An example of a bullet journal using dotted pages

A Beginner’s Guide to Bullet Journaling

New Year’s Day has come and gone. Most of us start the year out strong with great resolve and awesome resolutions but right about now find ourselves running out of steam. If you’re anything like me, your intentions were great, but your execution – not so much.

After many years of frustration and failed resolutions, I started looking for a better, more rewarding way to hold myself accountable. I consider myself to be mostly organized. I like routine and order but sometimes find myself flustered by the amount of information I am trying to keep straight. I know I’m not the only woman who uses a crazy amount of mental energy trying to remember what I can’t forget. With kids, work, hobbies and a ranch to run, it’s no easy feat to keep it all together.

Then one day, I stumbled upon bullet journaling in my Pinterest feed. The more I read, the more I felt like this was the perfect system for me. Bullet journaling encourages you to physically write things down for accountability. It can be your to-do list, sketchbook and diary – all in one. The idea is to do more with less.

At first I was skeptical about having an actual paper journal to carry around. I love technology, so the fact that this system wasn’t digital was my biggest hesitation. Then my husband deployed and I found myself doing all of the mental note taking for both of us, which is pretty daunting. So, I bit the bullet and ordered a journal. I quickly discovered that I actually enjoyed the creativity and sense of accomplishment that comes from physically writing (and crossing off) something on a piece of paper.

You may be asking yourself many of the same questions I did. What if I start on the wrong page? What if I mess up? Never fear; the system is forgiving. Here are some tips for getting started:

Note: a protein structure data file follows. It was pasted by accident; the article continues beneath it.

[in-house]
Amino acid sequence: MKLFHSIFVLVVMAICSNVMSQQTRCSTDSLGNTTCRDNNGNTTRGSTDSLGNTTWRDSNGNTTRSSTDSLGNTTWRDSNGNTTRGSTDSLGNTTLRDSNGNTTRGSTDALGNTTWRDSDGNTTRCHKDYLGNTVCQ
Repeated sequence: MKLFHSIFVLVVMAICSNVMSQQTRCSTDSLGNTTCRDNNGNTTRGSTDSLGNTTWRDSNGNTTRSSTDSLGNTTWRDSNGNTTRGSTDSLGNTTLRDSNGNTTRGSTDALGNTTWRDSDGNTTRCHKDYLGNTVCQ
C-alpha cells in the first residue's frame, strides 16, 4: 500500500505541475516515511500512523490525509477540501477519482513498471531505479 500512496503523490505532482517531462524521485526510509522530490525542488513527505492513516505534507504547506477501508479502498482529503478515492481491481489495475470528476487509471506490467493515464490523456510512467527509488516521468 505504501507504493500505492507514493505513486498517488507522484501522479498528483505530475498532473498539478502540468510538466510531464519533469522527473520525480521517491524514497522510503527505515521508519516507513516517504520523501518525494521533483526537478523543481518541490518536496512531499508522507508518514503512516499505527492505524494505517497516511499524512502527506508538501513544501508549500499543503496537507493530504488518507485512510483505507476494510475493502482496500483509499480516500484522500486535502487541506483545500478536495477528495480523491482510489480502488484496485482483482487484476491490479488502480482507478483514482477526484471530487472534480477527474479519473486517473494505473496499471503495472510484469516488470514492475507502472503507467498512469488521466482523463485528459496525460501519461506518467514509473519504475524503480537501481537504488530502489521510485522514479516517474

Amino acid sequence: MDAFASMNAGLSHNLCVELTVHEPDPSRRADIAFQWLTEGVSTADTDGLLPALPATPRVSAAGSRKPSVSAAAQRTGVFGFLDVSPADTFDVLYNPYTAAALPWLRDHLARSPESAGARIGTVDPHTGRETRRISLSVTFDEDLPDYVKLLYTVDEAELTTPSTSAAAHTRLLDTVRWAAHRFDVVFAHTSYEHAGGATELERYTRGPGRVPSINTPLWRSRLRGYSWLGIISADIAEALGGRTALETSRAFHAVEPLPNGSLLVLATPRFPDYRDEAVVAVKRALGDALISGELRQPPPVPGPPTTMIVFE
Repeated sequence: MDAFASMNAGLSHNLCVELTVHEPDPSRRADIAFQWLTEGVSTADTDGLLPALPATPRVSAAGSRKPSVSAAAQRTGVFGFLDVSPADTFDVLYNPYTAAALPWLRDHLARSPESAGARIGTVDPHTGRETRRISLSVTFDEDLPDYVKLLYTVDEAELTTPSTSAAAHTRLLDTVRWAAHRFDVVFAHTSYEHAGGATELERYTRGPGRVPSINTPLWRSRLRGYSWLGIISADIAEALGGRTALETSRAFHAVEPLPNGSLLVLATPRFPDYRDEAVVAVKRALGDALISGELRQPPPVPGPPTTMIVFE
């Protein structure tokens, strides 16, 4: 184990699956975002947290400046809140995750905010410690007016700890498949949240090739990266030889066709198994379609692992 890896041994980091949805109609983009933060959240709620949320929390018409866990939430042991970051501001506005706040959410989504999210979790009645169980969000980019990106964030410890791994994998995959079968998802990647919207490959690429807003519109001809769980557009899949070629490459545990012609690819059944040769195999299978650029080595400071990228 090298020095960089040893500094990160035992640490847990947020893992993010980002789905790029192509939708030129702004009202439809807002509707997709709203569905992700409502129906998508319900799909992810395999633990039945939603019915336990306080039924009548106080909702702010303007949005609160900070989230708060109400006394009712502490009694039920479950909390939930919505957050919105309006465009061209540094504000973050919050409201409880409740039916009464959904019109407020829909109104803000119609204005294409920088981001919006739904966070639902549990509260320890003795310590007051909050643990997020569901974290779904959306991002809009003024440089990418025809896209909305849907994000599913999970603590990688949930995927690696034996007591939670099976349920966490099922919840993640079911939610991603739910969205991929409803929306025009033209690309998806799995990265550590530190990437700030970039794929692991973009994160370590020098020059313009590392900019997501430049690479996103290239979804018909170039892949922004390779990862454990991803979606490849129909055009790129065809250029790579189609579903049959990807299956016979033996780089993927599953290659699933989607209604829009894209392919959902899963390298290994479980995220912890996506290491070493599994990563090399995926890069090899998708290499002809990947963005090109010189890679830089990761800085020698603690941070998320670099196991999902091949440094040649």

1. Pick your journal. You can use any journal you like. The bullet journaling technique doesn’t require a special variety, but I have discovered that the ones with dotted pages are easiest to use. Be sure that it’s not so big that you don’t want to carry it around but big enough to be practical.
  2. Decide what you want to track. Every week I create a schedule with notes about meetings, doctor’s appointments and deadlines. Sometimes I add in a list of items I need to buy at the store or a tracker for things I should be doing like drinking water or cleaning out the litter box.
  3. Set goals. Besides organizing my schedule, I use my journal for goal setting. I have goals for my husband’s deployment, my health and our home. I can set two goals or 20 – and track my progress in real time.
  4. It’s all about the layout. Create an index that lists the sections in your journal and the corresponding page numbers. Each time you add a new section, just add the page number to your index so you can easily find it again.
  5. Have fun. Sometimes I doodle in the margins and it ends up consuming a whole page. The beauty of bullet journaling is that you can do whatever you want – seriously! Best of all, I can move things around to align with changes in my life.

So if you’re looking for a new system to help keep you organized, I highly recommend trying bullet journaling. Best wishes for crushing your goals in the months to come!

Lee-Anne Castro
Written By Lee-Anne Castro
Army National Guard Spouse

Lee-Anne is an Army National Guard spouse of 13 years. She works full time, has two kids and thinks she is much funnier than she really is.

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